The little steps on the way to catastrophe

So many people around the world believe Bush and Cheney and the rest are power-mad fools who have failed miserably in their Iraq war. It is sometimes hard to remember that they’re still in power. Dangerously so.

Now Congress is ready to pass a law on so-called enemy detainees that goes against the spirit and the law of two centuries of American jurisprudence. On the bright side, it has provisions that would be very familiar in the Latin American dictatorships that were trained by the US in the 70s and 80s, or … wait a minute, in Saddam’s Iraq! I thought we won that war, did I miss something?

All joking aside, this is profoundly disturbing. Enshrining detention without trial, secret lists of approved torture techniques, breaking Geneva Conventions on presidential whim, accusation supported by secret evidence. This is what we have a Bill of Rights to guard against. If this passes, the fruit of a propaganda-happy GOP, it is another step away from the ideals that the US is supposed to be based on.

Lights, but none of them are quite celestial enough

A cool 5 am ride across the city. I have two complaints. One serious: This was the going away party for our closest friends here, Kenji and Till. They’re moving to Munich, for opportunities too good to pass up. We are overjoyed for them, and still devastated. We’re going to be spending too many GermanWings weekends in Munchen, I think.

Second. At 5 am, riding across Bornholmer Brucke, we see Orion high in the sky over Prenzlauer Berg. Not the sun. Not that this should surprise anyone, but the light has gone. Apparently winter is on the way. I’m not 100 percent OK with that. Once upon a time here we had 3:30 dawnlight.

And yet andyet. When we stop outside today the air has the sharpened cool scent of autumn. Burning leaves in Mauerpark, which at first I think is simply carbon THC, but it lasts too long, though the entire park. Museuminsel is lit up in reds and blues as we pass, 1930s swing playing tinnily from some speaker which is not a fluted, Gatsby-esque cone, but should be. I dance a little on my bicycle, and almost hit a pedestrian

People going to work outside, in the dark, it is time for sleep.

J’accuse. Or I date? It’s all nomative, relative, what?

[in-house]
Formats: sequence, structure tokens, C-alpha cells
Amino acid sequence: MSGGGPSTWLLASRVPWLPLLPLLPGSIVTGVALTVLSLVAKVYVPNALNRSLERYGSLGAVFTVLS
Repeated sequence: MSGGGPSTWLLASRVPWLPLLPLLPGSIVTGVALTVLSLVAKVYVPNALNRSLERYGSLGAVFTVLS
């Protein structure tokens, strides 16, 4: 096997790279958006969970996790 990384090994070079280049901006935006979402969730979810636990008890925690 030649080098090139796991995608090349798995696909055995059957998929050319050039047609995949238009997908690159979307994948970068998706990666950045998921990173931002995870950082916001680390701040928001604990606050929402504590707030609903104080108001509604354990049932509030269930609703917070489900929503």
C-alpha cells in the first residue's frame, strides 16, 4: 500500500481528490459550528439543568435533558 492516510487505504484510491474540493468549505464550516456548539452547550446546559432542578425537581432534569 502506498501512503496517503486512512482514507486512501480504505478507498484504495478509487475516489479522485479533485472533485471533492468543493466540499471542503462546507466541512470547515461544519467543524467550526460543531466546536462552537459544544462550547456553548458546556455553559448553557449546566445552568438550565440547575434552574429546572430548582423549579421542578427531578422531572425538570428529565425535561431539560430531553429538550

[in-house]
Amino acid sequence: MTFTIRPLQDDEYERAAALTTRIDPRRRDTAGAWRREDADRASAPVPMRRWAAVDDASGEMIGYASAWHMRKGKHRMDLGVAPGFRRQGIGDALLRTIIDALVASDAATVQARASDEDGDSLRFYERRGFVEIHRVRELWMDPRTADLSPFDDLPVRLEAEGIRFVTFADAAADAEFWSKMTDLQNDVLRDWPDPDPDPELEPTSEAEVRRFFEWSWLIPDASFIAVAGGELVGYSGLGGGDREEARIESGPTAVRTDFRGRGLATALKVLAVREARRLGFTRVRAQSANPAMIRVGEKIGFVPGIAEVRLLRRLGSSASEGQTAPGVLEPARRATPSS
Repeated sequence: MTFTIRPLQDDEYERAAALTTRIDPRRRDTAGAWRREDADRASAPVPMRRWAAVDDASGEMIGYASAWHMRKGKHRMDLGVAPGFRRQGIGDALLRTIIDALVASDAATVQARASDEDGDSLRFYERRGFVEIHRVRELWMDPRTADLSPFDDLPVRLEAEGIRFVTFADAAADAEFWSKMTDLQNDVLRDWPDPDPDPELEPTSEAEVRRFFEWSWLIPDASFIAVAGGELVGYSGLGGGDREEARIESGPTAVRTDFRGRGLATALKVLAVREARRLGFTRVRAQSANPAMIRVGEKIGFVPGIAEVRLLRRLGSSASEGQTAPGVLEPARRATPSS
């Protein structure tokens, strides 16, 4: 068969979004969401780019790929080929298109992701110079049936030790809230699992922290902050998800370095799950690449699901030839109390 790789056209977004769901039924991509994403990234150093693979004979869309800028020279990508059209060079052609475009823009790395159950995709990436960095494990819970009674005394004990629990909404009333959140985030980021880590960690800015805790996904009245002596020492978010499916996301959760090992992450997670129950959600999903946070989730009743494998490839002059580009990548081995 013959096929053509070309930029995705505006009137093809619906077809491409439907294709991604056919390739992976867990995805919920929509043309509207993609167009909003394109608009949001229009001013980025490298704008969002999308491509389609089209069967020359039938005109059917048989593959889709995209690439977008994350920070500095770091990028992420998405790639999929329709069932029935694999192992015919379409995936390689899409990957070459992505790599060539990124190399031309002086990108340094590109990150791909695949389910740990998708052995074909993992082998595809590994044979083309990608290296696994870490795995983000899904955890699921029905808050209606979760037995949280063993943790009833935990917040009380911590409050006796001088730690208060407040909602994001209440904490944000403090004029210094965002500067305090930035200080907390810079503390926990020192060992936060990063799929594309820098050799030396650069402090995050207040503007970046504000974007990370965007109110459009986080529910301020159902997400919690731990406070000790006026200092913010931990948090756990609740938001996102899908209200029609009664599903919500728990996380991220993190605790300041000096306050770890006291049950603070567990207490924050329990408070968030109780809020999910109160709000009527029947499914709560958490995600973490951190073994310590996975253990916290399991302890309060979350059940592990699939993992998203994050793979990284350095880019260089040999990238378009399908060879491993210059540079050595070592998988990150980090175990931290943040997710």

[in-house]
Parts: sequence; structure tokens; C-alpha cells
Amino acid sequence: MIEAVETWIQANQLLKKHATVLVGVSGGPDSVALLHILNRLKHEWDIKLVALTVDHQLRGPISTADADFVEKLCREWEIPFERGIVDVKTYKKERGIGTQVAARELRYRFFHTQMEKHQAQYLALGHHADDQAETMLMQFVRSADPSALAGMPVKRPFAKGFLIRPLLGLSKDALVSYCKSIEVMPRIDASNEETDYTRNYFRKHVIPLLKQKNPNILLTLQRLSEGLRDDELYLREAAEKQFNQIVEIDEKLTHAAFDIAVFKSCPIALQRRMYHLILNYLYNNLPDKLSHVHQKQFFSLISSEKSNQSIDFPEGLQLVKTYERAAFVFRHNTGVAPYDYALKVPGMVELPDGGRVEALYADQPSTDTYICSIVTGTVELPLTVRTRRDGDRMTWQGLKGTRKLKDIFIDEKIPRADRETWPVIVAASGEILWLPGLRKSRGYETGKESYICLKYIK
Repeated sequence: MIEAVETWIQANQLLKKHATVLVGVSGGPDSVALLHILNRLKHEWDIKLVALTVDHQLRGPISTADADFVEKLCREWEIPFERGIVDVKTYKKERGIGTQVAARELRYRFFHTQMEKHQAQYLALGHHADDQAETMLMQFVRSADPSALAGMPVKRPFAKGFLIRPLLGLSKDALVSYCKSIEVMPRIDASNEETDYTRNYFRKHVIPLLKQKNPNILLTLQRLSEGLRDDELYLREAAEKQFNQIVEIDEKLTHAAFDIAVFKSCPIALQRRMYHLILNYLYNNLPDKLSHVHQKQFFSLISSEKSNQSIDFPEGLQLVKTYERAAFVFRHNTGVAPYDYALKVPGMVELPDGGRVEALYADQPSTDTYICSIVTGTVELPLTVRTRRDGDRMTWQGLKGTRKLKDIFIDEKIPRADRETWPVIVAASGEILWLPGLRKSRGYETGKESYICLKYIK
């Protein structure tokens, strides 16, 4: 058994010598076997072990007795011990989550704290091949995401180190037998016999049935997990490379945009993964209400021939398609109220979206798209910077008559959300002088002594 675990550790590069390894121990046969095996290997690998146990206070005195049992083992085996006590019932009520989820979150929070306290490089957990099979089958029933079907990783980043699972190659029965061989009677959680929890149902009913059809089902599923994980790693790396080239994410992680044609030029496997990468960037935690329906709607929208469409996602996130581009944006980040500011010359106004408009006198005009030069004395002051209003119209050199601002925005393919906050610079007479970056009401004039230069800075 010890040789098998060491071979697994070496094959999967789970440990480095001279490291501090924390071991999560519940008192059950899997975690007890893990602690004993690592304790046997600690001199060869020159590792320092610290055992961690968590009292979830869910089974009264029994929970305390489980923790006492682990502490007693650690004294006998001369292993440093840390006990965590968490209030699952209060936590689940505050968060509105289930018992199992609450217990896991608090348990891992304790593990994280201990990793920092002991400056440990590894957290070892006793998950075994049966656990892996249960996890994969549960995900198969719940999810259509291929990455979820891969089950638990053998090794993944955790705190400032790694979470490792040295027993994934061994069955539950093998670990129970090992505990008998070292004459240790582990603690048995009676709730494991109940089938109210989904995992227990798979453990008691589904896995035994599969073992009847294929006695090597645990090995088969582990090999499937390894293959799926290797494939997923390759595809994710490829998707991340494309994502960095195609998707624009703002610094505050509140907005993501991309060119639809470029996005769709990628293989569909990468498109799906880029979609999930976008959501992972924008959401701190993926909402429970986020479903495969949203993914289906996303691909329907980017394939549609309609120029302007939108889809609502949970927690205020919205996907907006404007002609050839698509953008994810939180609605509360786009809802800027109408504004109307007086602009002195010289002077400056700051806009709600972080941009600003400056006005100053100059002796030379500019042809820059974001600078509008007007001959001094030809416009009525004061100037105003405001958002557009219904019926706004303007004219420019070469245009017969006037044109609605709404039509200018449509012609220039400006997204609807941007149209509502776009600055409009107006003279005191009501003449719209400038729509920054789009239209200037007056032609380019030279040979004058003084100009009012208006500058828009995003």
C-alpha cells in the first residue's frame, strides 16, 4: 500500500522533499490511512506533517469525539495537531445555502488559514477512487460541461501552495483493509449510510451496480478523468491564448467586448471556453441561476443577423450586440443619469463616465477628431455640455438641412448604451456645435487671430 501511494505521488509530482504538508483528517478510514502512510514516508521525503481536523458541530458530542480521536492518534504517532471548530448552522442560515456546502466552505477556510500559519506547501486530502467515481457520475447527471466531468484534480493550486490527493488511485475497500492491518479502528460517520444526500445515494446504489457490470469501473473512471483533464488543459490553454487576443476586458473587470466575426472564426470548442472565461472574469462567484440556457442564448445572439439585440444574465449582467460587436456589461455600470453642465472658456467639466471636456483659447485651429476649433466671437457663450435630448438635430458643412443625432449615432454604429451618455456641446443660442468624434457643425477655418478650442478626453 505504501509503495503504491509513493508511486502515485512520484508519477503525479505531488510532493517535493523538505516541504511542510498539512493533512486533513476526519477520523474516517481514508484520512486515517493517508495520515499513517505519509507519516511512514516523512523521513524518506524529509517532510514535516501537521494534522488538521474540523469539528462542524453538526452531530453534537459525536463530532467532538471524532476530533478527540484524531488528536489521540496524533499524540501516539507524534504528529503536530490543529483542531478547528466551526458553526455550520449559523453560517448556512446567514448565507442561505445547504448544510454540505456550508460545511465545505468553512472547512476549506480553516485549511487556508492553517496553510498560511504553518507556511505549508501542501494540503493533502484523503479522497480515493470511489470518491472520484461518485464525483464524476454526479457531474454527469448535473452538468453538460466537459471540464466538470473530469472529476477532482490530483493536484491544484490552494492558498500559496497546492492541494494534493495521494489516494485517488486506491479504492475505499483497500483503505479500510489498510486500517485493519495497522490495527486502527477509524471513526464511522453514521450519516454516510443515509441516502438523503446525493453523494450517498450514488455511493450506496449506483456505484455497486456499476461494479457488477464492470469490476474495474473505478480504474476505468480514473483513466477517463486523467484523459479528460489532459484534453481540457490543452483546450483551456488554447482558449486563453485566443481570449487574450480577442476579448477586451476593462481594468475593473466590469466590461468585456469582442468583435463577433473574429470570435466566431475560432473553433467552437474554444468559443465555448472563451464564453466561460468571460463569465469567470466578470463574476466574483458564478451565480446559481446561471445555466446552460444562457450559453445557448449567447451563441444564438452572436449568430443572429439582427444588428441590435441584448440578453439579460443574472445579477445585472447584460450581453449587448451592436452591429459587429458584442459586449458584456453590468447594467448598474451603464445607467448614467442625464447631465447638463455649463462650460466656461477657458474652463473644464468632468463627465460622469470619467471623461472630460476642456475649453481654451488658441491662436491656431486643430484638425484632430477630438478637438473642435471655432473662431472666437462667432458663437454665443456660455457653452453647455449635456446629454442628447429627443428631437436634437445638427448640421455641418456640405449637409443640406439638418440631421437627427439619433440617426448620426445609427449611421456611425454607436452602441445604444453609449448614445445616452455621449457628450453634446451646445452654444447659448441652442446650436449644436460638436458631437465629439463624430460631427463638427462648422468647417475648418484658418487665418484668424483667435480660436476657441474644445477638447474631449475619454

This learning German thing, it’s good. It’ll be nice to be able to speak in a non-simpleminded manner someday. If that day ever comes. For now it’s getting up too early in the morning to throw ourselves into the twin hells of accusative and dative cases, and all the parts of speech agreeing, like that would EVER happen on any other subject in Germany. And the gendered nouns; I’m perfectly happy with my own tranny versions, but apparently that doesn’t fly.

It’s for a good cause. It’s for a good cause. I’ll thank myself for this someday.

Field trips: Ruined village, bristling boars

A few days ago our friend Norbert called us and asked if we wanted to go to the old Olympic Village to take pictures. We looked it up; it’s mostly ruined, but a bank has purchased the property, and is restoring bits, and is celebrating the 70th anniversary this year.

The Village is in the sticks, out to the end of the city metro lines, and then another 20-minute train ride beyond, and a half-hour walk from the station. It was closed, to prepare for some event, but Norbert had brought a CD of pictures of his last visit, and talked them into letting us wander on our own.

The original buildings are sparse, little lines of cottages with steep, faded red German roofs, with a few larger halls for meetings and meals. But the space is now dominated by newer platzbauen, Soviet era domitories for troops that were barracked here during the cold war. They have the character of an abandoned asylum, squat and stark, broken windows everywhere, floors inside covered with rat pellets, grown over with vines, the walls covered in peeling, hideous wallpaper of orange and yellow. Any soldier living in these buildings must surely have gone crazy quickly. In one crumbling bathroom we found the faded, spotted picture of a 1960s pinup girl, a sticker, pasted on the tile above the soap dish. They are restoring the original buildings, but these will surely be torn down; another way to forget the years of Soviet domination.

Yesterday we took our first trip out to one of the huge lakes and forests that surround the city. An hour or more by bike through suburbs that could be Daly City, in what wasWest. Then finally to a huge lake that was dotted with sails, pleasure boats, and lined with little beaches here and there. We rode through the forest for an hour or two, found the Biggest Tree in Berlin (planted 1785, 43 m. tall), and a strange little animal park, without explanation, where big-horned rams and (formerly) wild boars with long snouts and stiff bristles rubbed their backs against trees and begged breadcrumbs from passersby. They are huge animals, the biggest as high as my waist, and surely 400 pounds at a minimum.

On Monday we finally start our language classes. As in the US, our summer vacation is at an end.

I like to water down my gin, with whiskey

So, who knew? We’re at a bar last night on Bergmanstrasse, hip orange and white decor, very minimalist, but the usual mellow Berlin crowd. I haven’t quite finished reading the cocktail menu when the waiter comes. I’m a fast reader, but it’s long. All I can recall is the Smokey Martini. Laphroig and Bombay. It sounds terrible. Two great tastes that, you know, what?

So what could I do, I had to order it. Just the right amount of peat in with the gin. Two thumbs up, warms you up for that cross-town bike ride home. Woulda never thought.
Someday, I’ll stop being amazed at the genius of bartenders, but today, I remain a wide-eyed innocent, a mere novitiate of the barstool.